Saturday, 16 March 2013

15 March – transferring between cultures and climates

After a very emotional couple of weeks of parties and partings, I finally left Sudan yesterday on a 6.30am flight. I was driven to the airport by Griselda’s driver and was immediately pounced on by a porter who helped me carry my large amount of luggage into the airport building.  He asked where I was going and then delivered me to the correct window.  I checked in my luggage, including my viola and then sat in the very drab waiting area.  Various staff came at intervals to ensure I got to the right departure gate.  The departures lounge is old and shabby with no duty free area although there is a small cafe. 

What Sudan lacks in modern efficiency and comfort they certainly make up in individual care.  As I have found travelling elsewhere in Sudan, although all signs are in Arabic and people speak little English, there is almost always plenty of help available.  I do think they are missing a trick not having shops at the airport though, as it would be a great place to catch travellers who want to buy Sudanese gifts for relatives at home while waiting for their flights. 
I had booked a window seat on the plane and was very glad I did, as I kept bursting into tears each time I thought about my new Sudanese friends, left behind in Sudan.  I was able to turn away and look out of the window so at least I was saved from making a complete spectacle of myself.

I transferred planes at Amman.  The airport is newly built and very modern.  After Ed Damer and Atbara, and even after Khartoum Airport, it seemed like a different world.  However, the duty free prices were also in a different world and all thoughts of buying small gifts for my grandchildren were quickly dashed. The announcements were made in very good English as well as Arabic, which felt very strange too.
Then I took my second plane onward to London.  In spite of travelling at the most civilised time of day (leaving Amman at midday and arriving in the mid-afternoon UK time) it was the emptiest plane I have ever taken.  Most of the rear seats were vacant and even towards the front where I was sitting, I had an empty seat next to me.

Once I arrived at Heathrow I went to reclaim my luggage, only to find that my viola had been lost.  I went to report it.  The member of staff handed me a form to fill in, checked my luggage receipts for the number, and told me that she would check with Khartoum and Amman immediately.  When found, it would be put on the next flight to Heathrow and I could expect a phone call at 3pm tomorrow.  She asked for an address so it could be delivered to me.  She was very apologetic for the inconvenience, which (as I pointed out to her) was not her fault at all.  In the event, the phone call came at 8.30am today to tell me that my viola had been found at Amman.  What efficiency!  The word ‘inshallah’ (God willing) was not mentioned once in the whole conversation!  A timeframe was given without me having to ask.  What a contrast with Sudan where even the English teachers struggle with telling the time and the chances of getting a definite time for any event are very slim.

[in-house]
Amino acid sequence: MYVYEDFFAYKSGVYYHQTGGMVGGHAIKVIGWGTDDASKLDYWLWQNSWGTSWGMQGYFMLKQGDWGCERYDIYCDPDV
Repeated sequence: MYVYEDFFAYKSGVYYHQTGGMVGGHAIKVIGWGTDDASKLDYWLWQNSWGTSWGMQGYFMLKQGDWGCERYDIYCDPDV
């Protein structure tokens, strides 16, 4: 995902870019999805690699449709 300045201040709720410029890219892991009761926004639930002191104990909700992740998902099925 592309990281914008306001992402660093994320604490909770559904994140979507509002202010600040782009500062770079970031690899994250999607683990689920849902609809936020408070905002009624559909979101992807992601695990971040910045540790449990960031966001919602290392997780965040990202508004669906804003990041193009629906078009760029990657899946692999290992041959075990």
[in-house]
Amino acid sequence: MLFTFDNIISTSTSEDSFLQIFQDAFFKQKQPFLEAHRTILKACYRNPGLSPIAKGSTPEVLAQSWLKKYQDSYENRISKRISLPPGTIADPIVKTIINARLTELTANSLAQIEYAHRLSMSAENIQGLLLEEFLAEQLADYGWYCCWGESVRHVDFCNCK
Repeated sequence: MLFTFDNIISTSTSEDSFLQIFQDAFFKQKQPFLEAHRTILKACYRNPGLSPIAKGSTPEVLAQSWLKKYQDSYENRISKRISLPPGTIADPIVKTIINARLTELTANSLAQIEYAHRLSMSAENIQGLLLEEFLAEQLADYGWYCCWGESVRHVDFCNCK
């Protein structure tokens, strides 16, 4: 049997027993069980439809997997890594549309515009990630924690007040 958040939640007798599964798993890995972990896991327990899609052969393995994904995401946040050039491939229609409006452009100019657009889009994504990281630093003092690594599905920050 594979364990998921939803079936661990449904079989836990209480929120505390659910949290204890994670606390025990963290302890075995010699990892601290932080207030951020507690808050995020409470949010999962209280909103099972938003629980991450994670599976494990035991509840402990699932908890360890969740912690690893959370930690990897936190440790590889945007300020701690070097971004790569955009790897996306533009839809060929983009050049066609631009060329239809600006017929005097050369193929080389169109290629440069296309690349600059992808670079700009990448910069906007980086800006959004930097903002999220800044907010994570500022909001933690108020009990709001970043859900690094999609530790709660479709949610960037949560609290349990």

As I had no winter clothing with me, I had asked my daughter-in-law Amelia to come to the airport to fetch me bringing winter clothes.  I knew that she would be a couple of hours late as she was on a course during the day, so I settled down with my mobile in the warmly heated airport and called various friends to tell them that I was back.  It was fantastic to have my Blackberry fully functioning after so many months in which it has refused to provide any internet features at all. 

Amelia arrived with a bag of my own winter clothes and warm boots.  Then we took my luggage on the Underground to their new flat, which I hadn’t seen before.  It was raining slightly and the temperature was about 10oC, which felt very cold indeed to me.  Everything looked so grey and drab after the bright sun of Sudan.  Even our fellow passengers' winter clothing was dark and dull.  It all looked very bleak.  Roll on the spring and summer which are so necessary here!
The flat is above a shop in Hammersmith, close to a parish church which I used to attend years ago.  It will be nice to see people there again after so long.  It feels so strange to have limitless hot and cold water and heating.  I soaked in a hot bath, which felt luxurious after my cold water showers in Sudan, and after the rather grim journey through London. 
Griselda has very kindly offered me her flat in London as a base, so I will be moving there in a few days and will be able to leave my son and his wife in peace.

What next? I don’t know.  I need to plan my next phase and will spend the next few weeks looking at what I am going to do.  ‘Inshallah’ it will be something similar to what I did in Sudan.  This is the last post in this blog, as I move on to a new phase.

1 comment:

  1. Very moving post Rebecca. Glad you made it back OK to chilly London even if your viola was a little waylaid. Good luck with the next phase!!